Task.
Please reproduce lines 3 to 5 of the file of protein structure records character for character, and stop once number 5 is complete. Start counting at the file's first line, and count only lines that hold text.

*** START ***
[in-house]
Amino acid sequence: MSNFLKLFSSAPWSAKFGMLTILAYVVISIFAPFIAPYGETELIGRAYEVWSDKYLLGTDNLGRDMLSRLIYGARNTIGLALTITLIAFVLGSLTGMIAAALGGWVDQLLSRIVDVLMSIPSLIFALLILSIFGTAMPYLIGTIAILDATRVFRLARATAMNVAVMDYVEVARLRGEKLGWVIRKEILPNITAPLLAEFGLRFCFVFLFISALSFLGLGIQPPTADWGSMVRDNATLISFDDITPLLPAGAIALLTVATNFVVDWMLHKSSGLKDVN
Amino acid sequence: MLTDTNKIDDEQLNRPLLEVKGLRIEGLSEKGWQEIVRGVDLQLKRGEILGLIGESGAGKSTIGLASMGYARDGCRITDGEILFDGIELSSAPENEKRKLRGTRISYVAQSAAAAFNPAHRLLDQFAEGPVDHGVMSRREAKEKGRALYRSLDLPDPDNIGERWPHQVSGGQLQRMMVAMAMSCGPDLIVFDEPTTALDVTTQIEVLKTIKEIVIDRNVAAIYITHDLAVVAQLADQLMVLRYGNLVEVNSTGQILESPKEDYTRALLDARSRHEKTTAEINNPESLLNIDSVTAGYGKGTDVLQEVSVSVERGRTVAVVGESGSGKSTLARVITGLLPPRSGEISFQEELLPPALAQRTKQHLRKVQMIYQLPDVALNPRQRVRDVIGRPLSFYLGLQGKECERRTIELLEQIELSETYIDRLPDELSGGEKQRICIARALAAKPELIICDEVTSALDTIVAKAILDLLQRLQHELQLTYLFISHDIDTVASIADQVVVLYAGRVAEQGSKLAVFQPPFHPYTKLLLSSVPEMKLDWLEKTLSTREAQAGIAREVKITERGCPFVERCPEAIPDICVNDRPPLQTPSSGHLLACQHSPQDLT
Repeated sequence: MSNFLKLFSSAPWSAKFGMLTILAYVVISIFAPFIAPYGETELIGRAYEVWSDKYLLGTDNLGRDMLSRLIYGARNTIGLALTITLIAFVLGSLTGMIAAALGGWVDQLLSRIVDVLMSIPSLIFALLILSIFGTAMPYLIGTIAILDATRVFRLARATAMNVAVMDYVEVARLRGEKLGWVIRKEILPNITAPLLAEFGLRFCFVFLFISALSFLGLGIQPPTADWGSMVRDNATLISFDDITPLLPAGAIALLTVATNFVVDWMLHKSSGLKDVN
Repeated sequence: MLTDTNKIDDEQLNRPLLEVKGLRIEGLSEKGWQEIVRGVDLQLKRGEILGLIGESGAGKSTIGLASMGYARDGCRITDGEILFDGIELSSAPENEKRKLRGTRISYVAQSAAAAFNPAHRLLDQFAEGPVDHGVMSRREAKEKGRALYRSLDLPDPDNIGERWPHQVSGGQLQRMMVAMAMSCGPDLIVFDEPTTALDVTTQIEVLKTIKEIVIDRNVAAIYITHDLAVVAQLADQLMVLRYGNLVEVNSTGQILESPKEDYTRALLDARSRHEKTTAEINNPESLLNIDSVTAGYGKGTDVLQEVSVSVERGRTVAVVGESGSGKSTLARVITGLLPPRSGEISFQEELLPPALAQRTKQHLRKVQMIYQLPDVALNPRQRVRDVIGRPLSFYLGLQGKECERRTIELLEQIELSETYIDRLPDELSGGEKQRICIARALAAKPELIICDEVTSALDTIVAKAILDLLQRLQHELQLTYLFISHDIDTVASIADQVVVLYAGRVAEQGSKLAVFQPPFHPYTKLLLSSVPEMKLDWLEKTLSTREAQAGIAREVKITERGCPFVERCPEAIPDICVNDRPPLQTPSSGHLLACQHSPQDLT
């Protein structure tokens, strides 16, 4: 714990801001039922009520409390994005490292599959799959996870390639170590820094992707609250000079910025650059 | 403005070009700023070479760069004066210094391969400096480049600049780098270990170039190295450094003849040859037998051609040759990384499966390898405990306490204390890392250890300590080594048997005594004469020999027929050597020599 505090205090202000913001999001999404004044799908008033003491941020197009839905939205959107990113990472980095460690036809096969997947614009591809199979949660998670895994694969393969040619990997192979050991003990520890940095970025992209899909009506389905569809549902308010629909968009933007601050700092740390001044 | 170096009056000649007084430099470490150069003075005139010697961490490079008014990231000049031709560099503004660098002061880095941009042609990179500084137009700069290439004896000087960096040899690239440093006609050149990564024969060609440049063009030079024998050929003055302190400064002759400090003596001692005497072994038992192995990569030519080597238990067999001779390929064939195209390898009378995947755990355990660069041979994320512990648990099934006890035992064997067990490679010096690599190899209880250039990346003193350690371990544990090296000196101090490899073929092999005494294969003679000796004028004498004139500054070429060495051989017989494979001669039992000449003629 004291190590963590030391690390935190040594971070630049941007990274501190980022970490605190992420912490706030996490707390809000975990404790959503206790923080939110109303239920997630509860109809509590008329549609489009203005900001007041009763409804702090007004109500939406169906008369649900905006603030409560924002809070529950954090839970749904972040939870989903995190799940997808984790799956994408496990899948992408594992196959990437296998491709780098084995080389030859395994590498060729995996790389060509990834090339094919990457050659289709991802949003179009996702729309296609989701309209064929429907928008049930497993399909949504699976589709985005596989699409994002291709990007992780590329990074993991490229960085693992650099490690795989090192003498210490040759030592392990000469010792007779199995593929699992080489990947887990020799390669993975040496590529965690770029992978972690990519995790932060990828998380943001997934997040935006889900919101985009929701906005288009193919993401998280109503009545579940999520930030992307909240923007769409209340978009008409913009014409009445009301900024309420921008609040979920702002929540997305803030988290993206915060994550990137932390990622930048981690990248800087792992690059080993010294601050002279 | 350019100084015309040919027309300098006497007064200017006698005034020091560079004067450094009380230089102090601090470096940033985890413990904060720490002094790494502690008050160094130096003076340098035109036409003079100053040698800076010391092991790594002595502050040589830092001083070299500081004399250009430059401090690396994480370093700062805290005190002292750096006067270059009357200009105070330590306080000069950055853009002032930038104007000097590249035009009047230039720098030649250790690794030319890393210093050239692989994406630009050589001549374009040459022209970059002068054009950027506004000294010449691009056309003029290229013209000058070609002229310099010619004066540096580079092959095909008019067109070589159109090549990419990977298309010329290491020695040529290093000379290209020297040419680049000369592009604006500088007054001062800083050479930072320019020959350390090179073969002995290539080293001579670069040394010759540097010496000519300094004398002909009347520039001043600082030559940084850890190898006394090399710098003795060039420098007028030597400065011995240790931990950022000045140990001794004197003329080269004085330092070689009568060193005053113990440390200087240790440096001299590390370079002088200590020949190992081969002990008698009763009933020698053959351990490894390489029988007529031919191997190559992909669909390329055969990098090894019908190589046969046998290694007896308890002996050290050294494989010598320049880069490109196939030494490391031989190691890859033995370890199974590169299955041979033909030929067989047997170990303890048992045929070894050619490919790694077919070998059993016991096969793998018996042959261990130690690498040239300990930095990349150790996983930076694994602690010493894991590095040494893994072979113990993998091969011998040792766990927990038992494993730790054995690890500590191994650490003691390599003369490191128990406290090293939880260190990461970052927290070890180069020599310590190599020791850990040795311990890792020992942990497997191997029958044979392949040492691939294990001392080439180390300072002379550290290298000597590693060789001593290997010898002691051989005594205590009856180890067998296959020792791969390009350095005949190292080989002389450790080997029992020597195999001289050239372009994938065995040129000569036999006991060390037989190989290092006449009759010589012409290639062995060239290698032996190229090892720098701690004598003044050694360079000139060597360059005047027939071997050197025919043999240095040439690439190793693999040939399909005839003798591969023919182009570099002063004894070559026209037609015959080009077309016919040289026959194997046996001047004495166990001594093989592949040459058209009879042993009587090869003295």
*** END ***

Amino acid sequence: MLTDTNKIDDEQLNRPLLEVKGLRIEGLSEKGWQEIVRGVDLQLKRGEILGLIGESGAGKSTIGLASMGYARDGCRITDGEILFDGIELSSAPENEKRKLRGTRISYVAQSAAAAFNPAHRLLDQFAEGPVDHGVMSRREAKEKGRALYRSLDLPDPDNIGERWPHQVSGGQLQRMMVAMAMSCGPDLIVFDEPTTALDVTTQIEVLKTIKEIVIDRNVAAIYITHDLAVVAQLADQLMVLRYGNLVEVNSTGQILESPKEDYTRALLDARSRHEKTTAEINNPESLLNIDSVTAGYGKGTDVLQEVSVSVERGRTVAVVGESGSGKSTLARVITGLLPPRSGEISFQEELLPPALAQRTKQHLRKVQMIYQLPDVALNPRQRVRDVIGRPLSFYLGLQGKECERRTIELLEQIELSETYIDRLPDELSGGEKQRICIARALAAKPELIICDEVTSALDTIVAKAILDLLQRLQHELQLTYLFISHDIDTVASIADQVVVLYAGRVAEQGSKLAVFQPPFHPYTKLLLSSVPEMKLDWLEKTLSTREAQAGIAREVKITERGCPFVERCPEAIPDICVNDRPPLQTPSSGHLLACQHSPQDLT
Repeated sequence: MSNFLKLFSSAPWSAKFGMLTILAYVVISIFAPFIAPYGETELIGRAYEVWSDKYLLGTDNLGRDMLSRLIYGARNTIGLALTITLIAFVLGSLTGMIAAALGGWVDQLLSRIVDVLMSIPSLIFALLILSIFGTAMPYLIGTIAILDATRVFRLARATAMNVAVMDYVEVARLRGEKLGWVIRKEILPNITAPLLAEFGLRFCFVFLFISALSFLGLGIQPPTADWGSMVRDNATLISFDDITPLLPAGAIALLTVATNFVVDWMLHKSSGLKDVN
Repeated sequence: MLTDTNKIDDEQLNRPLLEVKGLRIEGLSEKGWQEIVRGVDLQLKRGEILGLIGESGAGKSTIGLASMGYARDGCRITDGEILFDGIELSSAPENEKRKLRGTRISYVAQSAAAAFNPAHRLLDQFAEGPVDHGVMSRREAKEKGRALYRSLDLPDPDNIGERWPHQVSGGQLQRMMVAMAMSCGPDLIVFDEPTTALDVTTQIEVLKTIKEIVIDRNVAAIYITHDLAVVAQLADQLMVLRYGNLVEVNSTGQILESPKEDYTRALLDARSRHEKTTAEINNPESLLNIDSVTAGYGKGTDVLQEVSVSVERGRTVAVVGESGSGKSTLARVITGLLPPRSGEISFQEELLPPALAQRTKQHLRKVQMIYQLPDVALNPRQRVRDVIGRPLSFYLGLQGKECERRTIELLEQIELSETYIDRLPDELSGGEKQRICIARALAAKPELIICDEVTSALDTIVAKAILDLLQRLQHELQLTYLFISHDIDTVASIADQVVVLYAGRVAEQGSKLAVFQPPFHPYTKLLLSSVPEMKLDWLEKTLSTREAQAGIAREVKITERGCPFVERCPEAIPDICVNDRPPLQTPSSGHLLACQHSPQDLT